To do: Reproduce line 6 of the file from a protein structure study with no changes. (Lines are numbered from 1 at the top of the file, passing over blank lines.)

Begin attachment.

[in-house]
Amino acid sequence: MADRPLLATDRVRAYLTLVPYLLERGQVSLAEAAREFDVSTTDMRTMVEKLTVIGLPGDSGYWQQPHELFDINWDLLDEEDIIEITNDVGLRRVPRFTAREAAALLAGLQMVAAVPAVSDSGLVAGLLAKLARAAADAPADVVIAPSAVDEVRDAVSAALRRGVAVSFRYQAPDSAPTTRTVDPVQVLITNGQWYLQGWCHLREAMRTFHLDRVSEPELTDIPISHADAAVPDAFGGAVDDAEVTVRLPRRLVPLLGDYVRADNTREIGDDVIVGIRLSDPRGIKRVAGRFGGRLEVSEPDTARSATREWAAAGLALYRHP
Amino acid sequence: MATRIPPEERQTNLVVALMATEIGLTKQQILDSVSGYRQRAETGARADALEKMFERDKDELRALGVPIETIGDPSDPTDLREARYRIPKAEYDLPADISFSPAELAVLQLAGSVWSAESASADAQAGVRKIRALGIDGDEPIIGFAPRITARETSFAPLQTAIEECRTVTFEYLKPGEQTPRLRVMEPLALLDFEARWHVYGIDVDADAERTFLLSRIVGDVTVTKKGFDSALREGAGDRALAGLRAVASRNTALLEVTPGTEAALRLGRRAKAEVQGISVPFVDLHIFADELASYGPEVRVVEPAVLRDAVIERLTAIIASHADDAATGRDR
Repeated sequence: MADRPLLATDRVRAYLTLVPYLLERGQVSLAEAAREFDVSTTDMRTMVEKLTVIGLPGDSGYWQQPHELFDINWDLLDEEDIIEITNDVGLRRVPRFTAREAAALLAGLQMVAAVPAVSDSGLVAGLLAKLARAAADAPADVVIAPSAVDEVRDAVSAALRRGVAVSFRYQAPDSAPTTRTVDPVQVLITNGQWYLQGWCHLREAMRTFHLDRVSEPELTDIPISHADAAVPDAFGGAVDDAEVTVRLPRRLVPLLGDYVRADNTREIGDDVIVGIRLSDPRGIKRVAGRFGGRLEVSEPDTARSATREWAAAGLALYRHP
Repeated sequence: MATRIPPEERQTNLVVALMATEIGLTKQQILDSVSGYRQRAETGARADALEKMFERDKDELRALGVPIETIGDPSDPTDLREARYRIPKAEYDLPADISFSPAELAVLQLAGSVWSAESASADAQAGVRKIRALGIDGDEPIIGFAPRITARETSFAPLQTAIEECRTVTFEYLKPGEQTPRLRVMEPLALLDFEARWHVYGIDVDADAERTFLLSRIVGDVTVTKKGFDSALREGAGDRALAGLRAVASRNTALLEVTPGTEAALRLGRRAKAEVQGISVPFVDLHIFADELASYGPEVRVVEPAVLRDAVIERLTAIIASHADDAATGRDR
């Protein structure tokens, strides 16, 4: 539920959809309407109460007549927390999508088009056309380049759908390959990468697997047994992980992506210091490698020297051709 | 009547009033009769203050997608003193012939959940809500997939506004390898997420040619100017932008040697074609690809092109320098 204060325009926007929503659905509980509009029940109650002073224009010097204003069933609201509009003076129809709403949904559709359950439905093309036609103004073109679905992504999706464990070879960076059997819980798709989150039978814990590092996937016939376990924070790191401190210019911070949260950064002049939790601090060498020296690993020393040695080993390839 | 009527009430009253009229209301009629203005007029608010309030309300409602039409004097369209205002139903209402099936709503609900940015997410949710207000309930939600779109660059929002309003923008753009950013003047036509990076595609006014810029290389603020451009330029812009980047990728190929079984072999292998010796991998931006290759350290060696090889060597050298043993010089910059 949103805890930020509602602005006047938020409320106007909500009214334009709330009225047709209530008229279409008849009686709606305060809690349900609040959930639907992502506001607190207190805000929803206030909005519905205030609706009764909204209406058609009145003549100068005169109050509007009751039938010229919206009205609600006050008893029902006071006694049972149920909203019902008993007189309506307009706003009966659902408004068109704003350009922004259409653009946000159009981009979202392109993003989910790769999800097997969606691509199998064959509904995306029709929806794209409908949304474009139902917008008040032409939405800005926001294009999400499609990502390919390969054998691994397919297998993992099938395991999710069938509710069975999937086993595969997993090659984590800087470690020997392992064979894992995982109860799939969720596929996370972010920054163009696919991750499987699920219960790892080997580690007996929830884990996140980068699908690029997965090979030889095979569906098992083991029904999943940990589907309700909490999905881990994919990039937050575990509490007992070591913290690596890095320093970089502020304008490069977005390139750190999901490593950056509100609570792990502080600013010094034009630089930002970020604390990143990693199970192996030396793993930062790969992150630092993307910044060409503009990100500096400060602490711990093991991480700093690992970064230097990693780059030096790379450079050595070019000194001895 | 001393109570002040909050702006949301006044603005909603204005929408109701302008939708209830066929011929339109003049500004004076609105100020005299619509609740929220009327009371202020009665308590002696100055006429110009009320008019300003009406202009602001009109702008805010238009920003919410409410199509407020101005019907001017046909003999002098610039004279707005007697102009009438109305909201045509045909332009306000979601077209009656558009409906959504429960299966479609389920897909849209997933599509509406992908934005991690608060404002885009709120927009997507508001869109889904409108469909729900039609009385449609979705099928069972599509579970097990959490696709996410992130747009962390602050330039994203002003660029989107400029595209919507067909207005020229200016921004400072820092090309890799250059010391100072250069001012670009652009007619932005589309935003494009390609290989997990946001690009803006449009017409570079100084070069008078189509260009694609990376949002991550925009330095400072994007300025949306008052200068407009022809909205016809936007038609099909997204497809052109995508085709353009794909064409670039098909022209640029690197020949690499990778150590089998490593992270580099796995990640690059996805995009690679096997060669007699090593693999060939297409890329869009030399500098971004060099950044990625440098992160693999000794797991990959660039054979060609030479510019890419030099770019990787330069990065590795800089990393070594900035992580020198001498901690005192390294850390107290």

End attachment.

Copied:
């Protein structure tokens, strides 16, 4: 539920959809309407109460007549927390999508088009056309380049759908390959990468697997047994992980992506210091490698020297051709 | 009547009033009769203050997608003193012939959940809500997939506004390898997420040619100017932008040697074609690809092109320098 204060325009926007929503659905509980509009029940109650002073224009010097204003069933609201509009003076129809709403949904559709359950439905093309036609103004073109679905992504999706464990070879960076059997819980798709989150039978814990590092996937016939376990924070790191401190210019911070949260950064002049939790601090060498020296690993020393040695080993390839 | 009527009430009253009229209301009629203005007029608010309030309300409602039409004097369209205002139903209402099936709503609900940015997410949710207000309930939600779109660059929002309003923008753009950013003047036509990076595609006014810029290389603020451009330029812009980047990728190929079984072999292998010796991998931006290759350290060696090889060597050298043993010089910059 949103805890930020509602602005006047938020409320106007909500009214334009709330009225047709209530008229279409008849009686709606305060809690349900609040959930639907992502506001607190207190805000929803206030909005519905205030609706009764909204209406058609009145003549100068005169109050509007009751039938010229919206009205609600006050008893029902006071006694049972149920909203019902008993007189309506307009706003009966659902408004068109704003350009922004259409653009946000159009981009979202392109993003989910790769999800097997969606691509199998064959509904995306029709929806794209409908949304474009139902917008008040032409939405800005926001294009999400499609990502390919390969054998691994397919297998993992099938395991999710069938509710069975999937086993595969997993090659984590800087470690020997392992064979894992995982109860799939969720596929996370972010920054163009696919991750499987699920219960790892080997580690007996929830884990996140980068699908690029997965090979030889095979569906098992083991029904999943940990589907309700909490999905881990994919990039937050575990509490007992070591913290690596890095320093970089502020304008490069977005390139750190999901490593950056509100609570792990502080600013010094034009630089930002970020604390990143990693199970192996030396793993930062790969992150630092993307910044060409503009990100500096400060602490711990093991991480700093690992970064230097990693780059030096790379450079050595070019000194001895 | 001393109570002040909050702006949301006044603005909603204005929408109701302008939708209830066929011929339109003049500004004076609105100020005299619509609740929220009327009371202020009665308590002696100055006429110009009320008019300003009406202009602001009109702008805010238009920003919410409410199509407020101005019907001017046909003999002098610039004279707005007697102009009438109305909201045509045909332009306000979601077209009656558009409906959504429960299966479609389920897909849209997933599509509406992908934005991690608060404002885009709120927009997507508001869109889904409108469909729900039609009385449609979705099928069972599509579970097990959490696709996410992130747009962390602050330039994203002003660029989107400029595209919507067909207005020229200016921004400072820092090309890799250059010391100072250069001012670009652009007619932005589309935003494009390609290989997990946001690009803006449009017409570079100084070069008078189509260009694609990376949002991550925009330095400072994007300025949306008052200068407009022809909205016809936007038609099909997204497809052109995508085709353009794909064409670039098909022209640029690197020949690499990778150590089998490593992270580099796995990640690059996805995009690679096997060669007699090593693999060939297409890329869009030399500098971004060099950044990625440098992160693999000794797991990959660039054979060609030479510019890419030099770019990787330069990065590795800089990393070594900035992580020198001498901690005192390294850390107290």